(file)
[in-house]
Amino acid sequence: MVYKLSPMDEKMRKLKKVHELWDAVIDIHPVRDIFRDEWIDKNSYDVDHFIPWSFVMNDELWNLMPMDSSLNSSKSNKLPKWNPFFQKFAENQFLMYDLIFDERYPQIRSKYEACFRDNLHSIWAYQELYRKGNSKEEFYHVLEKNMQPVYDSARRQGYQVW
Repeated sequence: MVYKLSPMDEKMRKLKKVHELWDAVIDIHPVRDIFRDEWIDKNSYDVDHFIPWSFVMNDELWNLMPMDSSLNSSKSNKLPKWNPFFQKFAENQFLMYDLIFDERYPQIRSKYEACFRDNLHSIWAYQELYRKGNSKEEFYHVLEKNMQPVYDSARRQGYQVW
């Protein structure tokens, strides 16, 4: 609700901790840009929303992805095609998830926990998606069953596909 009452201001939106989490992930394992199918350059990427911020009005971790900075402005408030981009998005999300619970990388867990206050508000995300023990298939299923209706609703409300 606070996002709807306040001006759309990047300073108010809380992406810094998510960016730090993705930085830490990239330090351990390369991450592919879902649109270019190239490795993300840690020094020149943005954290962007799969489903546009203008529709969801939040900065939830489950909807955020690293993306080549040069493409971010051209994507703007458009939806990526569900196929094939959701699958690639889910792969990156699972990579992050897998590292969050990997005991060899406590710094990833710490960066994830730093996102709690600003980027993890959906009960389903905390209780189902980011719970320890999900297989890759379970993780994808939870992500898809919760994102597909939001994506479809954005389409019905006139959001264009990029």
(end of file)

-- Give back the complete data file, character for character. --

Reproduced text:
[in-house]
Amino acid sequence: MVYKLSPMDEKMRKLKKVHELWDAVIDIHPVRDIFRDEWIDKNSYDVDHFIPWSFVMNDELWNLMPMDSSLNSSKSNKLPKWNPFFQKFAENQFLMYDLIFDERYPQIRSKYEACFRDNLHSIWAYQELYRKGNSKEEFYHVLEKNMQPVYDSARRQGYQVW
Repeated sequence: MVYKLSPMDEKMRKLKKVHELWDAVIDIHPVRDIFRDEWIDKNSYDVDHFIPWSFVMNDELWNLMPMDSSLNSSKSNKLPKWNPFFQKFAENQFLMYDLIFDERYPQIRSKYEACFRDNLHSIWAYQELYRKGNSKEEFYHVLEKNMQPVYDSARRQGYQVW
């Protein structure tokens, strides 16, 4: 609700901790840009929303992805095609998830926990998606069953596909 009452201001939106989490992930394992199918350059990427911020009005971790900075402005408030981009998005999300619970990388867990206050508000995300023990298939299923209706609703409300 606070996002709807306040001006759309990047300073108010809380992406810094998510960016730090993705930085830490990239330090351990390369991450592919879902649109270019190239490795993300840690020094020149943005954290962007799969489903546009203008529709969801939040900065939830489950909807955020690293993306080549040069493409971010051209994507703007458009939806990526569900196929094939959701699958690639889910792969990156699972990579992050897998590292969050990997005991060899406590710094990833710490960066994830730093996102709690600003980027993890959906009960389903905390209780189902980011719970320890999900297989890759379970993780994808939870992500898809919760994102597909939001994506479809954005389409019905006139959001264009990029």